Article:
screenshot of a search in GenealogyBank for descendants of Mayflower passenger Samuel Fuller

Credit: GenealogyBank

For example, if you were looking for the recent obituary of someone descended from Mayflower passenger Samuel Fuller in the Recent Obituaries search page, you could type in: Mayflower, Samuel Fuller. This search will find all obituaries that mention this Mayflower ship passenger.

This particular search found 51 obituaries.

screenshot of search results in GenealogyBank for descendants of Mayflower passenger Samuel Fuller

Credit: GenealogyBank

Since each person in these 51 obituaries is the descendant of a common ancestor, Mayflower ship passenger Samuel Fuller, we know that all of them are relatives.

You will then want to research and document each generation back to this Mayflower Pilgrim ancestor to confirm these new members of your family tree.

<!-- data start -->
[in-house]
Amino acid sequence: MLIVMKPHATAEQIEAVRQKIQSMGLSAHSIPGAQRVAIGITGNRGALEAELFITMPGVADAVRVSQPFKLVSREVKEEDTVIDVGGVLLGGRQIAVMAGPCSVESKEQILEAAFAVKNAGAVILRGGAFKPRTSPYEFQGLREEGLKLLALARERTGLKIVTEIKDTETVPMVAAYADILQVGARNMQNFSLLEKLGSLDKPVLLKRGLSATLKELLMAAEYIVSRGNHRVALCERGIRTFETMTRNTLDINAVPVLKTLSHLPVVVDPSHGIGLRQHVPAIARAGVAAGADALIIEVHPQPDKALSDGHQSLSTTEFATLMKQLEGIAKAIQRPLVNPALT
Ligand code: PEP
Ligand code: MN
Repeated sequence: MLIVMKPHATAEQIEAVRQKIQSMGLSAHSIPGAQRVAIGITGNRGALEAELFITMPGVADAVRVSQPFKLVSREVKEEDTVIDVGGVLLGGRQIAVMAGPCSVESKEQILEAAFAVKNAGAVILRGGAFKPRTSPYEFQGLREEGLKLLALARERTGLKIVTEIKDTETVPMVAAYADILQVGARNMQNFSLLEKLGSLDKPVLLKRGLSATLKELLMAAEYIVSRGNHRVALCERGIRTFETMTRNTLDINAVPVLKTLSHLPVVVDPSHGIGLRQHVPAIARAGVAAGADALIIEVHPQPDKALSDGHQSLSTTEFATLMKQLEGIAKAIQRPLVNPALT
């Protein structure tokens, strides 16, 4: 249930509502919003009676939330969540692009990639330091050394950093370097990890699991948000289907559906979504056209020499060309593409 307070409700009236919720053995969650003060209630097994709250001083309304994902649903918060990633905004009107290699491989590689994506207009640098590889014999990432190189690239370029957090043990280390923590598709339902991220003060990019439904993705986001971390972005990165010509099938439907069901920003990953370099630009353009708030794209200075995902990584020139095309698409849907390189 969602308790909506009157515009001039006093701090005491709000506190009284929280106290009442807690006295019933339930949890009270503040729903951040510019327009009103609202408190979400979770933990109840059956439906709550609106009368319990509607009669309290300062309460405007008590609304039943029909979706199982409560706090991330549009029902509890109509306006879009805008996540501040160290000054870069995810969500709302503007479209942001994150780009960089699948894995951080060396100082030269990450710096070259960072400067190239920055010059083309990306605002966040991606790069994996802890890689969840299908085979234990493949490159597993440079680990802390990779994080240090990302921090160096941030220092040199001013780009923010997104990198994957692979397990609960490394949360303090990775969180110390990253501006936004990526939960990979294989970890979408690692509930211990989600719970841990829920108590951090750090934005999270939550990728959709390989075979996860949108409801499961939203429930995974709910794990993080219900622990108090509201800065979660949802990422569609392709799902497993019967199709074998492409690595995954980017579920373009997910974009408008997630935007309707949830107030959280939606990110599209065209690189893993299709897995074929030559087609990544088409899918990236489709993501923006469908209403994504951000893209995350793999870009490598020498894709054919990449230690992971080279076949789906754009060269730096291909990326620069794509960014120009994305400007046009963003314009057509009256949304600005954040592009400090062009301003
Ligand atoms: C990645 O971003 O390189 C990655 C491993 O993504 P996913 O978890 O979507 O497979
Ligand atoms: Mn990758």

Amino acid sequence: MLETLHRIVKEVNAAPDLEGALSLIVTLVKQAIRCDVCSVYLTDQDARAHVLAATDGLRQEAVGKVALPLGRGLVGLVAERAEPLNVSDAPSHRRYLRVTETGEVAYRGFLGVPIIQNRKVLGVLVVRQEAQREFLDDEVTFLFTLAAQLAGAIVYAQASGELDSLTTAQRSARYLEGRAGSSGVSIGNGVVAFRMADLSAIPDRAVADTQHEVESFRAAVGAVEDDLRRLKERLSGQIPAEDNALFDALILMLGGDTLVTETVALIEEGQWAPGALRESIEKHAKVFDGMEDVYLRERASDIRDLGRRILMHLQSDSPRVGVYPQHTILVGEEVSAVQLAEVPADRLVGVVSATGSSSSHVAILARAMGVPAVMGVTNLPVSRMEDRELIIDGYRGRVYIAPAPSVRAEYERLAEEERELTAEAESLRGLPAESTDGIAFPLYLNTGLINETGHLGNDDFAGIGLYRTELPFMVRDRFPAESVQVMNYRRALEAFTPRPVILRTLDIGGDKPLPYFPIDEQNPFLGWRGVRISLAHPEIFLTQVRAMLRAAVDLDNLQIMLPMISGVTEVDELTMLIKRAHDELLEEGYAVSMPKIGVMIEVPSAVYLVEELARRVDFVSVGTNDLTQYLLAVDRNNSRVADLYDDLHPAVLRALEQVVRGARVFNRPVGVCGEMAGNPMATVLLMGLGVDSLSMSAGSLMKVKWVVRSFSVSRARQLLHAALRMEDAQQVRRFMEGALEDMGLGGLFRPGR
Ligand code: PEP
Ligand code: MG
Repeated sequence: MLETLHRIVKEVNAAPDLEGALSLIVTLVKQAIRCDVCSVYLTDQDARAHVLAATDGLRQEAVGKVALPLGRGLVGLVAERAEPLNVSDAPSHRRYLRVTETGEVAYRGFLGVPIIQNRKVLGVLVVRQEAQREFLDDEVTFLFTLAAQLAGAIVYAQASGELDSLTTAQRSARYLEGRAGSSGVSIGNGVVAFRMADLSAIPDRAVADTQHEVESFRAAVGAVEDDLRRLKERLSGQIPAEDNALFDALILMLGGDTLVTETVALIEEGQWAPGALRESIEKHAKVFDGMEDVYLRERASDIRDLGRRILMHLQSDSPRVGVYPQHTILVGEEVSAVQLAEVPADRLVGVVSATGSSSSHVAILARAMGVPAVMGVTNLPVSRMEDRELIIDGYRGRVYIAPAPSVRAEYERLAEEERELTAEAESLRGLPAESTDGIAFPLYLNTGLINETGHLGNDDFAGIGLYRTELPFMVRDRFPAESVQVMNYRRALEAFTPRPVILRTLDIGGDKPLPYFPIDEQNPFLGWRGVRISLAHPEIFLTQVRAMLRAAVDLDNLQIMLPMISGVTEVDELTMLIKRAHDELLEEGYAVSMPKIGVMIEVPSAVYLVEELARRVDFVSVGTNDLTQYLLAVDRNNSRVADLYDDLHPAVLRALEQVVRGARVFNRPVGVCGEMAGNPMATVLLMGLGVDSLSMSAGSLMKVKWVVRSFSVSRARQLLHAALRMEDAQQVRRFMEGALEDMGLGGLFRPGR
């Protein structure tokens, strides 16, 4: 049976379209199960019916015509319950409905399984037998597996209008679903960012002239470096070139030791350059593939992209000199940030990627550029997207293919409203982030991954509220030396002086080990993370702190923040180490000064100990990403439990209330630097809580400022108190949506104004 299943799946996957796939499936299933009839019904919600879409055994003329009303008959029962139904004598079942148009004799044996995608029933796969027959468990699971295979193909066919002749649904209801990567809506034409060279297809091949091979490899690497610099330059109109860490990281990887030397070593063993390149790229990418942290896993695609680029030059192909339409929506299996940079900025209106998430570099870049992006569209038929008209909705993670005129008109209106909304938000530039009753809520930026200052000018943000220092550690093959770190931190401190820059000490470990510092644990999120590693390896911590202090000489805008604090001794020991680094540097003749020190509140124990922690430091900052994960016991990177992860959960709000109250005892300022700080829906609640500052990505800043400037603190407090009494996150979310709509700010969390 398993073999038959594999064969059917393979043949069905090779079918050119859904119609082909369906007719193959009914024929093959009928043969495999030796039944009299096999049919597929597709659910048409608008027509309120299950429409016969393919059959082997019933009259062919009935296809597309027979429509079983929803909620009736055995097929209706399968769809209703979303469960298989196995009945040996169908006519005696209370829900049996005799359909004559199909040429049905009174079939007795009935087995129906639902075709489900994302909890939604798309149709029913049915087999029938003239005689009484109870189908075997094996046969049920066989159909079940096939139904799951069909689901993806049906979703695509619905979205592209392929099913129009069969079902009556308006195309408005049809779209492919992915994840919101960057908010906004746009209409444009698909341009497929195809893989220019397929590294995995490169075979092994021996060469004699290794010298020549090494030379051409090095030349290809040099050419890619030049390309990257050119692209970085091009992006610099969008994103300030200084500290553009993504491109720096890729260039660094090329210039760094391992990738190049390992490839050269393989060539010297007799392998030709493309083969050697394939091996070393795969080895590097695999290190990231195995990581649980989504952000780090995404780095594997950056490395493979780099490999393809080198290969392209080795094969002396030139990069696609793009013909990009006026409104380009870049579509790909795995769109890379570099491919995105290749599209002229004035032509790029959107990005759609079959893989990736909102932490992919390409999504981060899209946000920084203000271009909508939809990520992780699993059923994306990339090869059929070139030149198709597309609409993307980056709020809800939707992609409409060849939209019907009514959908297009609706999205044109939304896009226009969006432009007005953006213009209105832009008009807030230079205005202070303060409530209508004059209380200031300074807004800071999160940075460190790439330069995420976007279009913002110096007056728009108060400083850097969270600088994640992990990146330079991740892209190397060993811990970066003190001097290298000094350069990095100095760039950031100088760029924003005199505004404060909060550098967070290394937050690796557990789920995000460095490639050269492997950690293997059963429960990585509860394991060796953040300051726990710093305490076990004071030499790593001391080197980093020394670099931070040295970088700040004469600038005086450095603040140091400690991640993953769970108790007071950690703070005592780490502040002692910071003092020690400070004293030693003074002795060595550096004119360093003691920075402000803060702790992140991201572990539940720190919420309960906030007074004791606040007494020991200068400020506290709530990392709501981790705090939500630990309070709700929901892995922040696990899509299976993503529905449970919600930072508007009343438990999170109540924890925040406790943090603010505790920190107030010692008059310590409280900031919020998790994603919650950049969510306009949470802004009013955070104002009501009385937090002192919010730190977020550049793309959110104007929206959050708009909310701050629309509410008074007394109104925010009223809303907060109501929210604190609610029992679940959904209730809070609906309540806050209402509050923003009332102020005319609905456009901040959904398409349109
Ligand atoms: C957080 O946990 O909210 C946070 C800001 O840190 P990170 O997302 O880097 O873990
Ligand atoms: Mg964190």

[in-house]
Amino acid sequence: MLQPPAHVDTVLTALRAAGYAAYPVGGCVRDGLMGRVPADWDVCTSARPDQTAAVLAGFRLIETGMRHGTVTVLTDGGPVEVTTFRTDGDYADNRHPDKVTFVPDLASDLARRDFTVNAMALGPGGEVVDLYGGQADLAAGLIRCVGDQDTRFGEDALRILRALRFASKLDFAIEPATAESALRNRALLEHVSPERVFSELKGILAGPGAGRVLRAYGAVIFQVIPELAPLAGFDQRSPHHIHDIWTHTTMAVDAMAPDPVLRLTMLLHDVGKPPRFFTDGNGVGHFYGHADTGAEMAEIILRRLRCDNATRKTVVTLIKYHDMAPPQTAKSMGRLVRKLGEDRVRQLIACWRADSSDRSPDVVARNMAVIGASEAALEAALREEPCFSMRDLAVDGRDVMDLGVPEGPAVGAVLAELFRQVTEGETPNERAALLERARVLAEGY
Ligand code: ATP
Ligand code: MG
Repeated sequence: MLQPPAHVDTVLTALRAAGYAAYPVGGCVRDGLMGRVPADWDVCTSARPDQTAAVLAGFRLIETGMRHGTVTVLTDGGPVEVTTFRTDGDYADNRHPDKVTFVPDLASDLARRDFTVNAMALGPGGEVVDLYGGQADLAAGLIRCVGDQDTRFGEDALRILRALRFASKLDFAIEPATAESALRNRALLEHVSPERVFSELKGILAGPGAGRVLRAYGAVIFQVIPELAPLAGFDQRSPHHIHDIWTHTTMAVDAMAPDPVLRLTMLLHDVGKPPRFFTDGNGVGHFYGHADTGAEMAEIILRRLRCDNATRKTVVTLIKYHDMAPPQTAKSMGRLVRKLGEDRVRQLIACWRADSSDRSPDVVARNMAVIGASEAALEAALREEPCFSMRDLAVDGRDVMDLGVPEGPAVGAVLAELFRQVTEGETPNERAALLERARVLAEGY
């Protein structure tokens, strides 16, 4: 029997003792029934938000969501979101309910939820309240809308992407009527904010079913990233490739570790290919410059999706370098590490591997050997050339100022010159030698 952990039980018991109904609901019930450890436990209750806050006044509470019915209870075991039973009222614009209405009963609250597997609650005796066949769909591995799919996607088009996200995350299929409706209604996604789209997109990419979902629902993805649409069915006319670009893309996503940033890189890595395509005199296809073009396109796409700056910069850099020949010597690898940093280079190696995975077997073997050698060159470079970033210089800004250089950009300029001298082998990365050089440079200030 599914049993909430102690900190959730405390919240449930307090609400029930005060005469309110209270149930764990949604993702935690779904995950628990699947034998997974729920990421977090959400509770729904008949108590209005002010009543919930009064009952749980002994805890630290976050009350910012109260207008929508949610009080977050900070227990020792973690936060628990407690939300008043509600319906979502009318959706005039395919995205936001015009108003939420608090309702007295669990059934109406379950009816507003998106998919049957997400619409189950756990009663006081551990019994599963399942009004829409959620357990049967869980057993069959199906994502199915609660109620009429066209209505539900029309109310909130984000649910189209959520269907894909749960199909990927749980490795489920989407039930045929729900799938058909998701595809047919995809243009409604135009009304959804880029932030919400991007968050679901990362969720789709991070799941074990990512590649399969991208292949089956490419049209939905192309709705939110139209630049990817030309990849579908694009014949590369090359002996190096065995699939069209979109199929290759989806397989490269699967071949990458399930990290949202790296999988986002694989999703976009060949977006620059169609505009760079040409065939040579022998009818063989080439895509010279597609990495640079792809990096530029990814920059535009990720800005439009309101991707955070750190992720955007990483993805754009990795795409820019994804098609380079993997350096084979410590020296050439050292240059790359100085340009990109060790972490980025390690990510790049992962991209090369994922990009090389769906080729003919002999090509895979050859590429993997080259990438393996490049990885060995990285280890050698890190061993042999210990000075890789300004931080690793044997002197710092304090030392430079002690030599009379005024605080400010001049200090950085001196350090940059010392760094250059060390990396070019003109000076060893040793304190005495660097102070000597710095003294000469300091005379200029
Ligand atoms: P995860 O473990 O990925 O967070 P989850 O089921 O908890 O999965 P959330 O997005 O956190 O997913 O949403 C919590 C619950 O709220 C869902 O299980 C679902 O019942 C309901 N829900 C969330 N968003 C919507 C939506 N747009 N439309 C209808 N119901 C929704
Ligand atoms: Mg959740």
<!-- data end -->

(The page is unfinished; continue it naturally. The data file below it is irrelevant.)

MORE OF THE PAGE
Arlington National Cemetery Removing Mementos Left at Graves

Military cemeteries traditionally have a uniform look: clean, unadorned, orderly.

photo of Flanders Fields American Cemetery and Memorial

Credit: Flanders Fields American Cemetery and Memorial

The appearance of the military crosses was immortalized in the lines of the poem “In Flanders Fields,” written by Canadian John McCrae during WWI on 3 May 1915:

In Flanders fields the poppies grow
Between the crosses, row on row,
That mark our place; and in the sky
The larks, still bravely singing, fly
Scarce heard amid the guns below.